Non-repudiation and the Metaphysics of Presence
J. L. Austin’s theory of speech acts  identifies two classes of utterance:
Constative statements, which can be either true or false.
Performatives, which are neither true nor false but instead do something. Performatives can misfire (fail to have their conventional effect) if they are invoked by an inappropriate person or in inappropriate circumstances (e.g. a ship’s purser cannot validly marry two people; a priest cannot validly baptize a penguin).
A revised version of his theory recogised that some utterances can belong to both classes simultaneously. In this revised theory, locutions can have a illocutory aspect (doing something) and a perlocutory aspect (changing the recipients’ emotions or state of mind, e.g. by persuading them).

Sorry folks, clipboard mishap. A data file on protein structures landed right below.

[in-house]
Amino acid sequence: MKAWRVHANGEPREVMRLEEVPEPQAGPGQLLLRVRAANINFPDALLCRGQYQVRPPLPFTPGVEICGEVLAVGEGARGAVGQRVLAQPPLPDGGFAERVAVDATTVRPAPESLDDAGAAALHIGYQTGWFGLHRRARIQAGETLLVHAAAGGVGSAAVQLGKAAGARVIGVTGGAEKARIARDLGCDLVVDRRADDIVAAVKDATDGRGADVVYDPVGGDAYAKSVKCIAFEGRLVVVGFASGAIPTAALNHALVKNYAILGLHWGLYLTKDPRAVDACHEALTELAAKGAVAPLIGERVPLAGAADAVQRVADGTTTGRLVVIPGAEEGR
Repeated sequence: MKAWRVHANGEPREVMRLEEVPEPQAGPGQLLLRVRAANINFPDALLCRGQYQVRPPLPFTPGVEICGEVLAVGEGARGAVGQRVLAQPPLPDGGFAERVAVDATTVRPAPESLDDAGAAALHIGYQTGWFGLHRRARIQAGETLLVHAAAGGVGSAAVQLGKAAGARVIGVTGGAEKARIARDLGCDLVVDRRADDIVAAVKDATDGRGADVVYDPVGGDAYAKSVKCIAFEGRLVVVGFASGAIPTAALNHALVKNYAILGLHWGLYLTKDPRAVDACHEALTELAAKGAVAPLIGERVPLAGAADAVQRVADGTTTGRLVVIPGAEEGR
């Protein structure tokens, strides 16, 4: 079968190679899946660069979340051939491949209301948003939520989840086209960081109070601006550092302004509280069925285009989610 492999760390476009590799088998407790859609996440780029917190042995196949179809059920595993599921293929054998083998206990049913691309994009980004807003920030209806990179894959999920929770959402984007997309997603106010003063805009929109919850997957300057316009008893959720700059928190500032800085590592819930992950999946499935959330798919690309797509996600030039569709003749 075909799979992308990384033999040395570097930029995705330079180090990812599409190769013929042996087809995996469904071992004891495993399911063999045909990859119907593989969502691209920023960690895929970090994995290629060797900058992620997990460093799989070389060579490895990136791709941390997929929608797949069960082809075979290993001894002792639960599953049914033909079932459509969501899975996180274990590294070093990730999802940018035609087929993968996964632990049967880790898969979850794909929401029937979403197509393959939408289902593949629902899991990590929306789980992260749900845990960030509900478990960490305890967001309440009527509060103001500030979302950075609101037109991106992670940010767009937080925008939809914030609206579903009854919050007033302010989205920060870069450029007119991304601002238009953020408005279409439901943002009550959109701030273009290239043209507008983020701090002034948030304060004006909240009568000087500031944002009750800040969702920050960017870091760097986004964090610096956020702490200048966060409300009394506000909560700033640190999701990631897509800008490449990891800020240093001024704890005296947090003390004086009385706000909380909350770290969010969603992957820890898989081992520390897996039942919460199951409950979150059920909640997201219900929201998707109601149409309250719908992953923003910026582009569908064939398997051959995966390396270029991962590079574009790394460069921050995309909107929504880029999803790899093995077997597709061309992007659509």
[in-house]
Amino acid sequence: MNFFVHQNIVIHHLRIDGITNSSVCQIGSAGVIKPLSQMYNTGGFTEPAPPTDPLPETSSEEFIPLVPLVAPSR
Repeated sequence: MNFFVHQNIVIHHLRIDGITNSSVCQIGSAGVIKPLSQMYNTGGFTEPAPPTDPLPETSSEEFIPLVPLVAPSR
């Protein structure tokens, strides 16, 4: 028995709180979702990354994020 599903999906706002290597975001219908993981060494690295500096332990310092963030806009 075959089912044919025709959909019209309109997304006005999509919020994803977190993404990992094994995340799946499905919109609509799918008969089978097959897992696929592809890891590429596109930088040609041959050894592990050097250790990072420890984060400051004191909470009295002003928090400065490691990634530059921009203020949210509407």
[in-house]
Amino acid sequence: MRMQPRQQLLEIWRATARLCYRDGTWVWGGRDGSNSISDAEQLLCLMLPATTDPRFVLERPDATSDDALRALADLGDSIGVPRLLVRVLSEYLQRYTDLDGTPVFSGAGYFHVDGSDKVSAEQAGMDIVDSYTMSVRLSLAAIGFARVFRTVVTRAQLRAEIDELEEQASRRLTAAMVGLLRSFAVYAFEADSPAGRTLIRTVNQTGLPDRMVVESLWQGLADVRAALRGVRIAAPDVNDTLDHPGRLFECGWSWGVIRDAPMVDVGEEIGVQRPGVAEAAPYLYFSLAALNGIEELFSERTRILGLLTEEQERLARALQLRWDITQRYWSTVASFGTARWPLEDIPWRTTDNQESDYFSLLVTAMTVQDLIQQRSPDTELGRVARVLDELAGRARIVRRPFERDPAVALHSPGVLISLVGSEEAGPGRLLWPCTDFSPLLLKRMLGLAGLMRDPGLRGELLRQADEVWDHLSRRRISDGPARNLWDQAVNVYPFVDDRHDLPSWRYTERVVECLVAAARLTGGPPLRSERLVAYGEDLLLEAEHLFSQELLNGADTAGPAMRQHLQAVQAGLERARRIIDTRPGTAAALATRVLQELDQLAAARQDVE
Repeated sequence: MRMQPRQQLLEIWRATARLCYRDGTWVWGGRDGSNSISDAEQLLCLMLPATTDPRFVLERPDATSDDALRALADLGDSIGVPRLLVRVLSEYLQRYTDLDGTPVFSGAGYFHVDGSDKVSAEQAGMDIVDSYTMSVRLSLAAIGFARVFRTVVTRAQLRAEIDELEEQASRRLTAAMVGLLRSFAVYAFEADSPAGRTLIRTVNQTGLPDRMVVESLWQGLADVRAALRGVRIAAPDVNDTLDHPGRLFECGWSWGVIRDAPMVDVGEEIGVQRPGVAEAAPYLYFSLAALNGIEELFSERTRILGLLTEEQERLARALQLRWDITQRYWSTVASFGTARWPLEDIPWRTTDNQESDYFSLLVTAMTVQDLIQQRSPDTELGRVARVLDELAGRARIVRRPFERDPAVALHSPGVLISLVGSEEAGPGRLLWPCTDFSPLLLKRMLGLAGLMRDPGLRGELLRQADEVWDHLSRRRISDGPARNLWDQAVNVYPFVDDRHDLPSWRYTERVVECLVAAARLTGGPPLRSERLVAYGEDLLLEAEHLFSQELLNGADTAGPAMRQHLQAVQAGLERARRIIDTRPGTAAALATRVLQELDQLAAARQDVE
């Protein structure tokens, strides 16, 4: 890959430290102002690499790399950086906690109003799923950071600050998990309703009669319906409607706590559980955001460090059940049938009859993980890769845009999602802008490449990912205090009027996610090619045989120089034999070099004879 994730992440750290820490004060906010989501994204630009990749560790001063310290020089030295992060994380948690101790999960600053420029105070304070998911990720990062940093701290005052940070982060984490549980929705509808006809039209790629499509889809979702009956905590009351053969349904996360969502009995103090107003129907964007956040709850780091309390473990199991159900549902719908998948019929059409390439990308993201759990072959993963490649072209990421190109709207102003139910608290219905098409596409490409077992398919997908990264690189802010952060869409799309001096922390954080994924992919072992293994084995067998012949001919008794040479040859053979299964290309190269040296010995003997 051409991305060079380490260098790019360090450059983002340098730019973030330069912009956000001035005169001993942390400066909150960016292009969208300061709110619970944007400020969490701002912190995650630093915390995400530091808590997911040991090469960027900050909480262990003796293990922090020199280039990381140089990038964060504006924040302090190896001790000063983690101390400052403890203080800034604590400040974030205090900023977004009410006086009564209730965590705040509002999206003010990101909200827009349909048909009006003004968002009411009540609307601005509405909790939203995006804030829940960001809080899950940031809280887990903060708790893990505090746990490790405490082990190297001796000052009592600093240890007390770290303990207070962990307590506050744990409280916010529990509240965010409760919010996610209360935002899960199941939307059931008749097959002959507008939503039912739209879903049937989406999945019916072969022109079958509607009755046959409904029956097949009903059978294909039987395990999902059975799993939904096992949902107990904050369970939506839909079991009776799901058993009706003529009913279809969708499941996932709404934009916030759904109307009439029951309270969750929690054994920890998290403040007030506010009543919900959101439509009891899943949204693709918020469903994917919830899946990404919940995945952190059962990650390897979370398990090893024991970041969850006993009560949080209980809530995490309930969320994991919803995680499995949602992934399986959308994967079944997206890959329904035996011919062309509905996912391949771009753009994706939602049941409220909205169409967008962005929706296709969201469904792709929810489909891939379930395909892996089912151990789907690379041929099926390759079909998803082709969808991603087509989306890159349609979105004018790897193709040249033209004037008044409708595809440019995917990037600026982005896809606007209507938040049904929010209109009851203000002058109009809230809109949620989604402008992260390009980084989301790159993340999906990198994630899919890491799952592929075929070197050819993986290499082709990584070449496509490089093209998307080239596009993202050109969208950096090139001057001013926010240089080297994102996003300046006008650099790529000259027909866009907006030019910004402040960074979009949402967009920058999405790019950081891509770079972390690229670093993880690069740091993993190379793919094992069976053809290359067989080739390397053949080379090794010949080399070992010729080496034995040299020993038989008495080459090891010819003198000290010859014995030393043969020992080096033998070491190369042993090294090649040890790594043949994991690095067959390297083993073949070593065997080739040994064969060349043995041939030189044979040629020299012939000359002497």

KeywordsCredit Card Constative Statement Authentication Protocol Security Protocol Literary Criticism
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